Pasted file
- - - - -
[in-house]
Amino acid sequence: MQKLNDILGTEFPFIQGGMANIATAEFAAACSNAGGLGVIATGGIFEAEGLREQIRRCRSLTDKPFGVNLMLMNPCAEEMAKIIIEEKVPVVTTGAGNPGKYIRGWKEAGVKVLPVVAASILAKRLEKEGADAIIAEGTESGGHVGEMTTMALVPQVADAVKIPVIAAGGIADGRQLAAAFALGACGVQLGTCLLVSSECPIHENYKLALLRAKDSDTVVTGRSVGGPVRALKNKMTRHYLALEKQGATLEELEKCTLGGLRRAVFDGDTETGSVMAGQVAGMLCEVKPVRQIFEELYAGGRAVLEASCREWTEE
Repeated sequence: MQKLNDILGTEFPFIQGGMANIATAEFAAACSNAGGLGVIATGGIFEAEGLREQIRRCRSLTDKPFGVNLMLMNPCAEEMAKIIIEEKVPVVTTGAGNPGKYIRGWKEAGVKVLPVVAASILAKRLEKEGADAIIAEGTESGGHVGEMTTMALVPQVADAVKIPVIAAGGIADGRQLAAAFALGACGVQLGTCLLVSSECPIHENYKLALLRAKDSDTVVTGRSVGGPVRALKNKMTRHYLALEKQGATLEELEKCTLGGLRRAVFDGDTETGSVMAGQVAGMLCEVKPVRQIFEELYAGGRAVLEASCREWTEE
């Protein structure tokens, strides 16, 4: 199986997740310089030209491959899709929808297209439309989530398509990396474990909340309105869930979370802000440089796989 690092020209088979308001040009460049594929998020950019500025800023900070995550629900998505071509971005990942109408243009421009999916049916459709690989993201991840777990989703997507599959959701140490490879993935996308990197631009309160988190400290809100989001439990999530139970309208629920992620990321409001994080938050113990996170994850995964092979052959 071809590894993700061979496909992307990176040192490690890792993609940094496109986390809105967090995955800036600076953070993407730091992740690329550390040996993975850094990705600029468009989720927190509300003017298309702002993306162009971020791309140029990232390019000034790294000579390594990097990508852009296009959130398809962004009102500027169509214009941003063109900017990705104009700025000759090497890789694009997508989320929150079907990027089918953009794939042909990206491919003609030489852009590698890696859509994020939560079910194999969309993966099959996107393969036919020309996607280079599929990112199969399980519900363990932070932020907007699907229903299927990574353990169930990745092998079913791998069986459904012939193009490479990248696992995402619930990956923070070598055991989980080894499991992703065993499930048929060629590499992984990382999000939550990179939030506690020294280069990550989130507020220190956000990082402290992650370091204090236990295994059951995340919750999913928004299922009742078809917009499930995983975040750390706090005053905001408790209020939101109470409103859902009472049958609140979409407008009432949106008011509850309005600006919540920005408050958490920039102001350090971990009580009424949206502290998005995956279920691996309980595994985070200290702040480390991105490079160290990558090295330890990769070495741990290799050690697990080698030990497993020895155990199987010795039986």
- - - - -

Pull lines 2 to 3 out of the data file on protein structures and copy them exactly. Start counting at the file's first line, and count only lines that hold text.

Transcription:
Amino acid sequence: MQKLNDILGTEFPFIQGGMANIATAEFAAACSNAGGLGVIATGGIFEAEGLREQIRRCRSLTDKPFGVNLMLMNPCAEEMAKIIIEEKVPVVTTGAGNPGKYIRGWKEAGVKVLPVVAASILAKRLEKEGADAIIAEGTESGGHVGEMTTMALVPQVADAVKIPVIAAGGIADGRQLAAAFALGACGVQLGTCLLVSSECPIHENYKLALLRAKDSDTVVTGRSVGGPVRALKNKMTRHYLALEKQGATLEELEKCTLGGLRRAVFDGDTETGSVMAGQVAGMLCEVKPVRQIFEELYAGGRAVLEASCREWTEE
Repeated sequence: MQKLNDILGTEFPFIQGGMANIATAEFAAACSNAGGLGVIATGGIFEAEGLREQIRRCRSLTDKPFGVNLMLMNPCAEEMAKIIIEEKVPVVTTGAGNPGKYIRGWKEAGVKVLPVVAASILAKRLEKEGADAIIAEGTESGGHVGEMTTMALVPQVADAVKIPVIAAGGIADGRQLAAAFALGACGVQLGTCLLVSSECPIHENYKLALLRAKDSDTVVTGRSVGGPVRALKNKMTRHYLALEKQGATLEELEKCTLGGLRRAVFDGDTETGSVMAGQVAGMLCEVKPVRQIFEELYAGGRAVLEASCREWTEE